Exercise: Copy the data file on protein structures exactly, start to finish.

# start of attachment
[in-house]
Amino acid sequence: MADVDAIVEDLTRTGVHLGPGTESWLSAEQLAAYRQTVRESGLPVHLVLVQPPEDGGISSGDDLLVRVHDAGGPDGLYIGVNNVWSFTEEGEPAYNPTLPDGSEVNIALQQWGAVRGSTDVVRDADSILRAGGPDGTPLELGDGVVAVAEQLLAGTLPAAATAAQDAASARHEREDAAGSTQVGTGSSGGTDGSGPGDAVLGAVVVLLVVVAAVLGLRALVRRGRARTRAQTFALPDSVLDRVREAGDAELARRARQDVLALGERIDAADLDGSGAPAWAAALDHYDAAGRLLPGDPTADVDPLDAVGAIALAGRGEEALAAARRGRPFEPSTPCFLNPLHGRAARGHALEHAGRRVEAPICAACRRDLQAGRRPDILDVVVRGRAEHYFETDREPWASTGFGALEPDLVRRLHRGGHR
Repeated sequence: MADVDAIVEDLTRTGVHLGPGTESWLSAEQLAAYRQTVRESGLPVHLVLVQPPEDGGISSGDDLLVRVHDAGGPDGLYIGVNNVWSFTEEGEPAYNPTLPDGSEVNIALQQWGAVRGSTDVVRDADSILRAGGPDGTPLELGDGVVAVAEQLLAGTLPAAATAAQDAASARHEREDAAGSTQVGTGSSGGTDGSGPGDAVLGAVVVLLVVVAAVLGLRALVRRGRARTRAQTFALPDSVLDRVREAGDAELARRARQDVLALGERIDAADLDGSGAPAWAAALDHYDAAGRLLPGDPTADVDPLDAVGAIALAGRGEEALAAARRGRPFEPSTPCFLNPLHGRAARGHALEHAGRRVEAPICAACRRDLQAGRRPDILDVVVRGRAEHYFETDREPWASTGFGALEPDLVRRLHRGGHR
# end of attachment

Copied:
[in-house]
Amino acid sequence: MADVDAIVEDLTRTGVHLGPGTESWLSAEQLAAYRQTVRESGLPVHLVLVQPPEDGGISSGDDLLVRVHDAGGPDGLYIGVNNVWSFTEEGEPAYNPTLPDGSEVNIALQQWGAVRGSTDVVRDADSILRAGGPDGTPLELGDGVVAVAEQLLAGTLPAAATAAQDAASARHEREDAAGSTQVGTGSSGGTDGSGPGDAVLGAVVVLLVVVAAVLGLRALVRRGRARTRAQTFALPDSVLDRVREAGDAELARRARQDVLALGERIDAADLDGSGAPAWAAALDHYDAAGRLLPGDPTADVDPLDAVGAIALAGRGEEALAAARRGRPFEPSTPCFLNPLHGRAARGHALEHAGRRVEAPICAACRRDLQAGRRPDILDVVVRGRAEHYFETDREPWASTGFGALEPDLVRRLHRGGHR
Repeated sequence: MADVDAIVEDLTRTGVHLGPGTESWLSAEQLAAYRQTVRESGLPVHLVLVQPPEDGGISSGDDLLVRVHDAGGPDGLYIGVNNVWSFTEEGEPAYNPTLPDGSEVNIALQQWGAVRGSTDVVRDADSILRAGGPDGTPLELGDGVVAVAEQLLAGTLPAAATAAQDAASARHEREDAAGSTQVGTGSSGGTDGSGPGDAVLGAVVVLLVVVAAVLGLRALVRRGRARTRAQTFALPDSVLDRVREAGDAELARRARQDVLALGERIDAADLDGSGAPAWAAALDHYDAAGRLLPGDPTADVDPLDAVGAIALAGRGEEALAAARRGRPFEPSTPCFLNPLHGRAARGHALEHAGRRVEAPICAACRRDLQAGRRPDILDVVVRGRAEHYFETDREPWASTGFGALEPDLVRRLHRGGHR